by Fred Lowery

This content is part of a series.

His Needs, Her Needs (8 of 10)
Series: Covenant Marriage
Dr. Fred Lowry

When I am preaching on marriage I always have men say to me you are too hard on men. The reason is that we need it. But one of these Sundays I am going to be harder on the women. I am waiting until Leigh's out of town and my girls aren't here. And we will do a special sermon especially harder on women. Little boy asked his Dad, is it true in some parts of Africa that men do not know their wives until they man-y. The Dad said Son, that is true in most countries. Man put an ad in the paper saying Wife Wanted. He got a hundred letters back saying you can have mine! There are two things necessary to keep one's wife happy; 1) Let her think she is having her own way; 2) Let her have it. Married men live longer than single men. We know that. But married men are lot more willing to die. Just a little piece. We are all needy people. The wife has needs, the husband has needs. We all struggle when needs go unmet for long periods of time. We start thinking this isn't right. This isn't fair. And start looking for support someone to talk to; someone to listen to us; someone who cares enough to hear us out. Every broken covenant, every divorce is the result of someone's needs not being met. Dr. William Harley says in twenty five years experience of counseling couples I have been taught one undeniable truth, if any of the spouse's five basic needs go unmet that spouse is vulnerable to an affair. So a ma or stumbling block. We are talking about building long term marriages, going the distance, covenant marriage. One of the stumbling blocks is the failure to meet the spouse's needs. From the spouse's point of view. Not from your own point of view. Marriage conflict is framed in one of two ways, 1) Couples fall to make each other happy - that is unintentional; that is involving needs; failing to care; failing to listen. 2) Couples make each other unhappy. It is intentional. So what we are doing this morni ...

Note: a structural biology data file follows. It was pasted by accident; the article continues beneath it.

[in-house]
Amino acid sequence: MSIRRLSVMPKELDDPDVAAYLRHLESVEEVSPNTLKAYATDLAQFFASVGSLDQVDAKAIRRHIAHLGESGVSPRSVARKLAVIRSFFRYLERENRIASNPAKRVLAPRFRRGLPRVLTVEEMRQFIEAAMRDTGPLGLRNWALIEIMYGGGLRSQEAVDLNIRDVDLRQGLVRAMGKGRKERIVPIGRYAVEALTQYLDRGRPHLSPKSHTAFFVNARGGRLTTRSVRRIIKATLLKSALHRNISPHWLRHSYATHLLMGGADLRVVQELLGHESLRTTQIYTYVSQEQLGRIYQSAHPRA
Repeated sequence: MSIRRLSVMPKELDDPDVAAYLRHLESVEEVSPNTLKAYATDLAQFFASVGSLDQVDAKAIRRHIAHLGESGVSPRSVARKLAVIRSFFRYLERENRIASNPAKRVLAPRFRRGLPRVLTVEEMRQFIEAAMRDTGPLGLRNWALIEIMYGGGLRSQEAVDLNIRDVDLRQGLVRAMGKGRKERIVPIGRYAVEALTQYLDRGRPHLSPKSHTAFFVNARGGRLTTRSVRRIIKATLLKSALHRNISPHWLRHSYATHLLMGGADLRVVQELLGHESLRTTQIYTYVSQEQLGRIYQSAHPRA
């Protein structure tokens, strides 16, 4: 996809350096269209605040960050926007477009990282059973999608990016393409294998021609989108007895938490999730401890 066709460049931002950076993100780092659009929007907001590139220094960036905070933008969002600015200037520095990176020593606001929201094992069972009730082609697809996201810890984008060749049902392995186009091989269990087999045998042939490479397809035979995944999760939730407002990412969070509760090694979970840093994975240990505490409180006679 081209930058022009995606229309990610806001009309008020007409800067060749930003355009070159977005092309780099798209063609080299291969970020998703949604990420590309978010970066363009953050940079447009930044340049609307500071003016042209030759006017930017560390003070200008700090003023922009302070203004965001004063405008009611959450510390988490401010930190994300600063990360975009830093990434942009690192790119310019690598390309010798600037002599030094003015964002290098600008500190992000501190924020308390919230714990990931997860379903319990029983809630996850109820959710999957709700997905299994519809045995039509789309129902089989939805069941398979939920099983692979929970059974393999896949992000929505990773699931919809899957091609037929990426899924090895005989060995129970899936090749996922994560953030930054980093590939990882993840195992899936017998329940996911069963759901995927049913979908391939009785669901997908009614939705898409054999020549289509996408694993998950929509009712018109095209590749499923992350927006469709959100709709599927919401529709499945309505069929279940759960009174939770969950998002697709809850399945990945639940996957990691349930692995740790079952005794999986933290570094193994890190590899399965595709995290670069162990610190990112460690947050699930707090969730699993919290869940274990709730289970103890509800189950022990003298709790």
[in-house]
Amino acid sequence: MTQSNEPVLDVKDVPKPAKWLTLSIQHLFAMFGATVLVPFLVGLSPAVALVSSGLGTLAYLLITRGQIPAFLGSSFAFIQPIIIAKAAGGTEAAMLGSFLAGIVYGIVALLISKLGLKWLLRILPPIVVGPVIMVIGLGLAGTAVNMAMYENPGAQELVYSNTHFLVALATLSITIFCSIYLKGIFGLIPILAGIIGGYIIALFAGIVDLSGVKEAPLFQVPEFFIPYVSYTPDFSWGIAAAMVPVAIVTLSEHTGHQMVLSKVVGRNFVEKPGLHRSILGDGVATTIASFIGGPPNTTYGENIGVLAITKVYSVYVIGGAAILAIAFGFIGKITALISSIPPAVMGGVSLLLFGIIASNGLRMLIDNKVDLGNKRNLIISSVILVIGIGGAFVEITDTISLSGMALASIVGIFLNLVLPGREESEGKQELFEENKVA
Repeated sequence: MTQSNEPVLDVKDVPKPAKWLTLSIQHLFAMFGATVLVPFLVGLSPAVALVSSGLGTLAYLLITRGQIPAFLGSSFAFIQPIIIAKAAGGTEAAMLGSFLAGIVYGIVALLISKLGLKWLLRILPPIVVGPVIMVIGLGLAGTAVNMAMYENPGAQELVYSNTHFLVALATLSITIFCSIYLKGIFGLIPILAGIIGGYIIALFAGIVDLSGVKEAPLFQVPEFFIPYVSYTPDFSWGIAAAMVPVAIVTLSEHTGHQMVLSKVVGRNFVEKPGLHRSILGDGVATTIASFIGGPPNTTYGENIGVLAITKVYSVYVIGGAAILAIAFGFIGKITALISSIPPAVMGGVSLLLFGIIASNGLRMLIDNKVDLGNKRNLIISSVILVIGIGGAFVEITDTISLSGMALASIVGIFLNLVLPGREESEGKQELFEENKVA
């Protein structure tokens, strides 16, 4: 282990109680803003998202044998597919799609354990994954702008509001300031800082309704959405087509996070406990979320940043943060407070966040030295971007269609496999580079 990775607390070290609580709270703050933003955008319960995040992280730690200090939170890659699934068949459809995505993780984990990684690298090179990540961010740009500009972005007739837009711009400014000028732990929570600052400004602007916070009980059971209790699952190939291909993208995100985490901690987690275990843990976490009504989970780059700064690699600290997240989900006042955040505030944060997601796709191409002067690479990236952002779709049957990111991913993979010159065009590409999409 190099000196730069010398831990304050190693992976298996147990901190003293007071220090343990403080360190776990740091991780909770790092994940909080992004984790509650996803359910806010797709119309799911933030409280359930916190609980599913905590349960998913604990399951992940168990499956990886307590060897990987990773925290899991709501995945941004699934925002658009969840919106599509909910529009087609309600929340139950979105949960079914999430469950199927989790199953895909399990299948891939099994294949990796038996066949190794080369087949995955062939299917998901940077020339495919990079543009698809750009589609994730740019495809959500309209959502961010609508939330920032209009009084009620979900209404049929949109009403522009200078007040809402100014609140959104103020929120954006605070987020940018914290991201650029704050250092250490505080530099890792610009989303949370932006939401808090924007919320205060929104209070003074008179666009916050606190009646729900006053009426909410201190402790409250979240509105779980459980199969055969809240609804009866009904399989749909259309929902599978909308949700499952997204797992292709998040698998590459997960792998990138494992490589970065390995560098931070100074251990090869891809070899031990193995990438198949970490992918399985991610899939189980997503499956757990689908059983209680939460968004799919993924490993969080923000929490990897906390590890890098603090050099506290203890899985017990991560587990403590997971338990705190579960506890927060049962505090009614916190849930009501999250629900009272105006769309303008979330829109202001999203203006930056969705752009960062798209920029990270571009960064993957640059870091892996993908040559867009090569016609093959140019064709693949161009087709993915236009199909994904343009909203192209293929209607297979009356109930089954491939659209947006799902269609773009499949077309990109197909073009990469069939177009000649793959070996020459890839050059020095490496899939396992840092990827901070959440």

There are 29055 characters in the full content. This excerpt only shows a 2000 character sample of the full content.

Price:  $4.99 or 1 credit